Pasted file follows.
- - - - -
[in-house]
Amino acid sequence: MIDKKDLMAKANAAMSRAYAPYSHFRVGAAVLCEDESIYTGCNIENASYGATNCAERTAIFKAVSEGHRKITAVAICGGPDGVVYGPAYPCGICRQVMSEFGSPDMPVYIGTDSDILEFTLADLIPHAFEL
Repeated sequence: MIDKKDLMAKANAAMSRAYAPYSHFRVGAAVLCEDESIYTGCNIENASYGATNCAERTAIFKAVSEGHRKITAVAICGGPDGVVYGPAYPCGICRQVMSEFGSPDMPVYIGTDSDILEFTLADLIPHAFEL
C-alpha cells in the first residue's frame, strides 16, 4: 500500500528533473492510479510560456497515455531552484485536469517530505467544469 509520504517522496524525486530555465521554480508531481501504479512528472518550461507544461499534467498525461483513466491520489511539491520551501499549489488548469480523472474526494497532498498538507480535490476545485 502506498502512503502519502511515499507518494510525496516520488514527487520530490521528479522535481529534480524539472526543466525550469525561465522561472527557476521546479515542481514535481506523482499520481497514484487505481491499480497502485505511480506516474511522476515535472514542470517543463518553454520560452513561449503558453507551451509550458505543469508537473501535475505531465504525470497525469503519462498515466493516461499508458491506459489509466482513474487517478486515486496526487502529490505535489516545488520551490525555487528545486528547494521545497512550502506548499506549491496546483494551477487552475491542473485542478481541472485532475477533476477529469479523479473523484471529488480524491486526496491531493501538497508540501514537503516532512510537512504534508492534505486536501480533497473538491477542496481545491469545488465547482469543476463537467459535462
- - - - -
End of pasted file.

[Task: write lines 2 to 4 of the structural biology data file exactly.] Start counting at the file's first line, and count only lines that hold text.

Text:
Amino acid sequence: MIDKKDLMAKANAAMSRAYAPYSHFRVGAAVLCEDESIYTGCNIENASYGATNCAERTAIFKAVSEGHRKITAVAICGGPDGVVYGPAYPCGICRQVMSEFGSPDMPVYIGTDSDILEFTLADLIPHAFEL
Repeated sequence: MIDKKDLMAKANAAMSRAYAPYSHFRVGAAVLCEDESIYTGCNIENASYGATNCAERTAIFKAVSEGHRKITAVAICGGPDGVVYGPAYPCGICRQVMSEFGSPDMPVYIGTDSDILEFTLADLIPHAFEL
C-alpha cells in the first residue's frame, strides 16, 4: 500500500528533473492510479510560456497515455531552484485536469517530505467544469 509520504517522496524525486530555465521554480508531481501504479512528472518550461507544461499534467498525461483513466491520489511539491520551501499549489488548469480523472474526494497532498498538507480535490476545485 502506498502512503502519502511515499507518494510525496516520488514527487520530490521528479522535481529534480524539472526543466525550469525561465522561472527557476521546479515542481514535481506523482499520481497514484487505481491499480497502485505511480506516474511522476515535472514542470517543463518553454520560452513561449503558453507551451509550458505543469508537473501535475505531465504525470497525469503519462498515466493516461499508458491506459489509466482513474487517478486515486496526487502529490505535489516545488520551490525555487528545486528547494521545497512550502506548499506549491496546483494551477487552475491542473485542478481541472485532475477533476477529469479523479473523484471529488480524491486526496491531493501538497508540501514537503516532512510537512504534508492534505486536501480533497473538491477542496481545491469545488465547482469543476463537467459535462